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Eosinophilic esophagitis in adults and children: evidence for a food allergy component in many patients.

Abstract

PURPOSE OF REVIEW

Eosinophilic esophagitis is a recently recognized disorder receiving increasing attention. Patients present with symptoms of gastroesophageal reflux and are not responsive to standard or aggressive reflux medications. This article reviews all literature published in English from December 2005 to November 2006 from PubMed on the topic of eosinophilic esophagitis.

RECENT FINDINGS

Three articles have confirmed that food allergies are causative in more than 90% of patients. Three different diet strategies were used: elemental, elimination diet based on the prick-skin test, and the atopy patch test or removal of the six most common foods. The elemental diet had the highest success rate (> 95%), whereas the testing-based elimination diet (> 75%) and six-food elimination diet (> 70%) had lower success rates. There are no organized dietary trials in adults.

SUMMARY

Recent literature on pediatric patients with eosinophilic esophagitis confirms that nearly all patients respond to an elemental diet with resolution of symptoms and normalization of biopsies. Although diets based on testing or removal of the most common allergens showed success, they were less successful than a complete elimination diet. Unfortunately, there are very limited studies in adults that address this issue.

Authors+Show Affiliations

Division of Allergy and Immunology, Children's Hospital of Philadelphia, University of Pennsylvania School of Medicine, 34 and Civic Center Boulevard, Philadelphia, PA 19104, USA. spergel@e-mail.chop.edu

Pub Type(s)

Journal Article
Review

Language

eng

PubMed ID

17489048

Citation

Spergel, Jonathan M.. "Eosinophilic Esophagitis in Adults and Children: Evidence for a Food Allergy Component in Many Patients." Current Opinion in Allergy and Clinical Immunology, vol. 7, no. 3, 2007, pp. 274-8.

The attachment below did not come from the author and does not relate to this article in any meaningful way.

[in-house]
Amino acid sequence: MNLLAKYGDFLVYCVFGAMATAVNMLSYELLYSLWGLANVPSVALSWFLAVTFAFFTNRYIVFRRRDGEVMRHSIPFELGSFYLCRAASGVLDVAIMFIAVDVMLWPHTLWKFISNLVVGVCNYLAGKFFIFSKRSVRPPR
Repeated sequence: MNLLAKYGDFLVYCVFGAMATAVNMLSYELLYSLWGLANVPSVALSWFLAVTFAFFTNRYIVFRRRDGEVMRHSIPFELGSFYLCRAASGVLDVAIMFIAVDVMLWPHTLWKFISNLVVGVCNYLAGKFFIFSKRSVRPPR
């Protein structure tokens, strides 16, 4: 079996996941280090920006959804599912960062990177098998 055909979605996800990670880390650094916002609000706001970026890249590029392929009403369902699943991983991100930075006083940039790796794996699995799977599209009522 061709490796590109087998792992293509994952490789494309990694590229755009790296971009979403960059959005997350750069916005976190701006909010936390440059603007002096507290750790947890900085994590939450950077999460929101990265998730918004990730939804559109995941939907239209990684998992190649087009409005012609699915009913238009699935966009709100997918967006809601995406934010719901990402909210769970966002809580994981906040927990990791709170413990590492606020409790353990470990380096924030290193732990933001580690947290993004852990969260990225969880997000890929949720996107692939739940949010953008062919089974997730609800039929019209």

Spergel JM. Eosinophilic esophagitis in adults and children: evidence for a food allergy component in many patients. Curr Opin Allergy Clin Immunol. 2007;7(3):274-8.
Spergel, J. M. (2007). Eosinophilic esophagitis in adults and children: evidence for a food allergy component in many patients. Current Opinion in Allergy and Clinical Immunology, 7(3), pp. 274-8.
Spergel JM. Eosinophilic Esophagitis in Adults and Children: Evidence for a Food Allergy Component in Many Patients. Curr Opin Allergy Clin Immunol. 2007;7(3):274-8. PubMed PMID: 17489048.
* Article titles in AMA citation format should be in sentence-case
TY - JOUR T1 - Eosinophilic esophagitis in adults and children: evidence for a food allergy component in many patients. A1 - Spergel,Jonathan M, PY - 2007/5/10/pubmed PY - 2007/7/21/medline PY - 2007/5/10/entrez SP - 274 EP - 8 JF - Current opinion in allergy and clinical immunology JO - Curr Opin Allergy Clin Immunol VL - 7 IS - 3 N2 - PURPOSE OF REVIEW: Eosinophilic esophagitis is a recently recognized disorder receiving increasing attention. Patients present with symptoms of gastroesophageal reflux and are not responsive to standard or aggressive reflux medications. This article reviews all literature published in English from December 2005 to November 2006 from PubMed on the topic of eosinophilic esophagitis. RECENT FINDINGS: Three articles have confirmed that food allergies are causative in more than 90% of patients. Three different diet strategies were used: elemental, elimination diet based on the prick-skin test, and the atopy patch test or removal of the six most common foods. The elemental diet had the highest success rate (> 95%), whereas the testing-based elimination diet (> 75%) and six-food elimination diet (> 70%) had lower success rates. There are no organized dietary trials in adults. SUMMARY: Recent literature on pediatric patients with eosinophilic esophagitis confirms that nearly all patients respond to an elemental diet with resolution of symptoms and normalization of biopsies. Although diets based on testing or removal of the most common allergens showed success, they were less successful than a complete elimination diet. Unfortunately, there are very limited studies in adults that address this issue. SN - 1528-4050 UR - https://www.unboundmedicine.com/medline/citation/17489048/full_citation L2 - http://Insights.ovid.com/pubmed?pmid=17489048 DB - PRIME DP - Unbound Medicine ER -